I immediately got a liking to Brigadier Senaratne who assumed duties as the Commandant, Sri Lanka Academy on 22 December 2016. I could see that he was unassuming and patriotic to the core. The Brigadier also could see the world beyond the Army. He is fully committed to his duties as the Commandant of the Academy. He hosted a dinner for me at the officers’ mess and I saw him continuously telling his officers to see and learn from the world outside, to achieve greater heights for the country first and for them, and also to take the cadets they were training beyond the Army. May be I should have spent more time listening to his stories from the battlefield. Priyantha told me how once in the deep jungles, his then senior and instructor, Major Vijith Welikala shared his dreams. I have met Vijith several times with my brother. Today Vijith is a very successful Commando turned businessman. Vijith started adventure tourism in Sri Lanka with the Ella Adventure Park. Only a commando would have done that and he sure did so because even former Commandos do the impossible.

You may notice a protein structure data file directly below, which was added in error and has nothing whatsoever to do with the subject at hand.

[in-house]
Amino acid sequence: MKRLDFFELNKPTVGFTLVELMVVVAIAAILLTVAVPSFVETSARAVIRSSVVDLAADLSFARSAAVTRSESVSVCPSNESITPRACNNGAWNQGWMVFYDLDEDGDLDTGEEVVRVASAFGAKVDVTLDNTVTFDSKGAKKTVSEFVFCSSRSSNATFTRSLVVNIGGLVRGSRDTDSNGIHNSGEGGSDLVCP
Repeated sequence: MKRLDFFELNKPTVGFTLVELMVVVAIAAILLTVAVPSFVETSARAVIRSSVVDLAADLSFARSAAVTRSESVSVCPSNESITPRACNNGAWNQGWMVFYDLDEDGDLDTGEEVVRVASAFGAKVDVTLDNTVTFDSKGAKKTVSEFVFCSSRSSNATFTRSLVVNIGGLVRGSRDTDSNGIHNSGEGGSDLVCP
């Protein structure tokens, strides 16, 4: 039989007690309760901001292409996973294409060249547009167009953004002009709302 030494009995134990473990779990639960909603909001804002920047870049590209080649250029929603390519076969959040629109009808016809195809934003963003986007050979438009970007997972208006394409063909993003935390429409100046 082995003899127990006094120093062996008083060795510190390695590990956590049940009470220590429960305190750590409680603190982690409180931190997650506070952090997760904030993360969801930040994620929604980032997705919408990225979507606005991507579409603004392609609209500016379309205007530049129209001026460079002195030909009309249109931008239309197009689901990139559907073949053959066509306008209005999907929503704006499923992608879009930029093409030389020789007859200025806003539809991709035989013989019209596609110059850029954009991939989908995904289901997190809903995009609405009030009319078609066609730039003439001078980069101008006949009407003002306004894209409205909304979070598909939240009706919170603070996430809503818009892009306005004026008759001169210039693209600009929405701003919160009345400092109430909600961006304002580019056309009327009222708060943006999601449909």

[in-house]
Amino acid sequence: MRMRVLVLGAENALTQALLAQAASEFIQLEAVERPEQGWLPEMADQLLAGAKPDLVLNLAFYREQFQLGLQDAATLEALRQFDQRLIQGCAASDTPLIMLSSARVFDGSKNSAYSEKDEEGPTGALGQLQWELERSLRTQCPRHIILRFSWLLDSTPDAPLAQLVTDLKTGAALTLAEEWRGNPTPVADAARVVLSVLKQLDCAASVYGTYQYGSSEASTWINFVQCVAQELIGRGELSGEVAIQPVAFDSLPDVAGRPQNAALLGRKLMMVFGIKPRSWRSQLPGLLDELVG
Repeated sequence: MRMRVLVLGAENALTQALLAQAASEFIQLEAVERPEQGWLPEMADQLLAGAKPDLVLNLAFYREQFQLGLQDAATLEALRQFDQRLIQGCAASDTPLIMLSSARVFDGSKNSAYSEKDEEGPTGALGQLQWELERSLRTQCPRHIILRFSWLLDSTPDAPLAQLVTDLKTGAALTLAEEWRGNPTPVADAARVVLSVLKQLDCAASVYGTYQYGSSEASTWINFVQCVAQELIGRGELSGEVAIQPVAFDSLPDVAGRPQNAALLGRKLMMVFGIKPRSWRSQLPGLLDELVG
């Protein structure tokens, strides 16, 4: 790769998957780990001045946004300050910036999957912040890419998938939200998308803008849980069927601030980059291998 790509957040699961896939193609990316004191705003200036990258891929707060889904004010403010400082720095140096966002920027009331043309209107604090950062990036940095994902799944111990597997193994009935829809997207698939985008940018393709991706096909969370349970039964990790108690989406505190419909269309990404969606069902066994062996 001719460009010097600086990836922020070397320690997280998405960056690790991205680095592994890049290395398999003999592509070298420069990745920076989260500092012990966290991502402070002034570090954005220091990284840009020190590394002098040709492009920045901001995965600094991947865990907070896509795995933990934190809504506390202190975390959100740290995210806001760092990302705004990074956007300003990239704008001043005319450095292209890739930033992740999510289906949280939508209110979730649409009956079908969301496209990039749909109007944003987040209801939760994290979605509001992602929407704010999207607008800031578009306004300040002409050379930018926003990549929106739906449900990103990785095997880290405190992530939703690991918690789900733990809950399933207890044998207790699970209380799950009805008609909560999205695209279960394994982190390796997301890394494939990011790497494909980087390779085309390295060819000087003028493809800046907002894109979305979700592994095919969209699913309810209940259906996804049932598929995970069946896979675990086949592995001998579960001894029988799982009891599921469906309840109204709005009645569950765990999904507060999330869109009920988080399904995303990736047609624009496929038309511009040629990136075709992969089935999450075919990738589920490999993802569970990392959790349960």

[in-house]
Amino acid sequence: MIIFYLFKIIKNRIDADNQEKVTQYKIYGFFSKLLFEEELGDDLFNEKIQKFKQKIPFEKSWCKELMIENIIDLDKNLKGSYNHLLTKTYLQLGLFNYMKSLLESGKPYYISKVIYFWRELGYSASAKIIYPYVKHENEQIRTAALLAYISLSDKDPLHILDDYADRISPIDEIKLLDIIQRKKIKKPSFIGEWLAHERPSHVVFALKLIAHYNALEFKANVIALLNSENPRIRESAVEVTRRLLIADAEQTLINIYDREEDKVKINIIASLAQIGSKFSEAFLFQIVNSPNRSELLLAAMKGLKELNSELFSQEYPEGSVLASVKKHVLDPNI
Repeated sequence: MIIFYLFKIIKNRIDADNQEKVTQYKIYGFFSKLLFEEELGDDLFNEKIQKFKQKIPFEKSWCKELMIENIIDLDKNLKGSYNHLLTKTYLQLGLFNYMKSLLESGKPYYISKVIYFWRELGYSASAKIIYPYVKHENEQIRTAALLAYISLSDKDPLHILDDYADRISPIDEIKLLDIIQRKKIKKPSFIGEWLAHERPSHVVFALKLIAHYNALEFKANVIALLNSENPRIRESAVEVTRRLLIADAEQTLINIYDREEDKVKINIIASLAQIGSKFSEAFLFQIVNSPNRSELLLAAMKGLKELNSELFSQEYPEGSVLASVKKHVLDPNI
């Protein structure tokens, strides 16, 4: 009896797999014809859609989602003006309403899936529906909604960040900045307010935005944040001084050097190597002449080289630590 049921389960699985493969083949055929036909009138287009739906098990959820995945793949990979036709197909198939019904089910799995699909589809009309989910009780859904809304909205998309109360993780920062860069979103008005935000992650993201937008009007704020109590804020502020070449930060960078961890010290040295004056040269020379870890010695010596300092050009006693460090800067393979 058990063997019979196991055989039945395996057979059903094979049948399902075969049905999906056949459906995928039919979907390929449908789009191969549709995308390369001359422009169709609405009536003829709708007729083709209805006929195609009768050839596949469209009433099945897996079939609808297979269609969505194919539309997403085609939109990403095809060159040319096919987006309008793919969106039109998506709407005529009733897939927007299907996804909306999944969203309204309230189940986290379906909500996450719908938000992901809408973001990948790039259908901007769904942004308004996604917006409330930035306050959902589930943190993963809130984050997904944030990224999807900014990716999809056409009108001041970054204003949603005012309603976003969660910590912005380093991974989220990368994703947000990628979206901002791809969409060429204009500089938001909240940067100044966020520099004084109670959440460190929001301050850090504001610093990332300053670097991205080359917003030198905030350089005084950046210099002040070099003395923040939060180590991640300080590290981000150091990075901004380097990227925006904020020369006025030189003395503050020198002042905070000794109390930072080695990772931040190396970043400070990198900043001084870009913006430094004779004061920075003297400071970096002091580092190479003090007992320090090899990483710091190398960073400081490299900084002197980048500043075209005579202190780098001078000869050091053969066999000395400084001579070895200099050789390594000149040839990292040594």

I also met an energetic officer, Colonel Nalinda Niyangoda from Intake 31, Commanding Officer, Officer Cadet Wing and two of his instructors. We exchanged views and he says he was trained by my brother’s batch mate, Late Lt Colonel Angelo Peiris. He paid a glowing tribute to him. He also spoke of another gallant officer, Colonel Jayavi Fernando of the Special Forces. I still remember Jayavi and my brother Rohana coming to see me on powerful Army bikes to my work place down Vauxshall Street in Colombo, before they went to Belgaum in India for commando training. Memories do not fade away easily.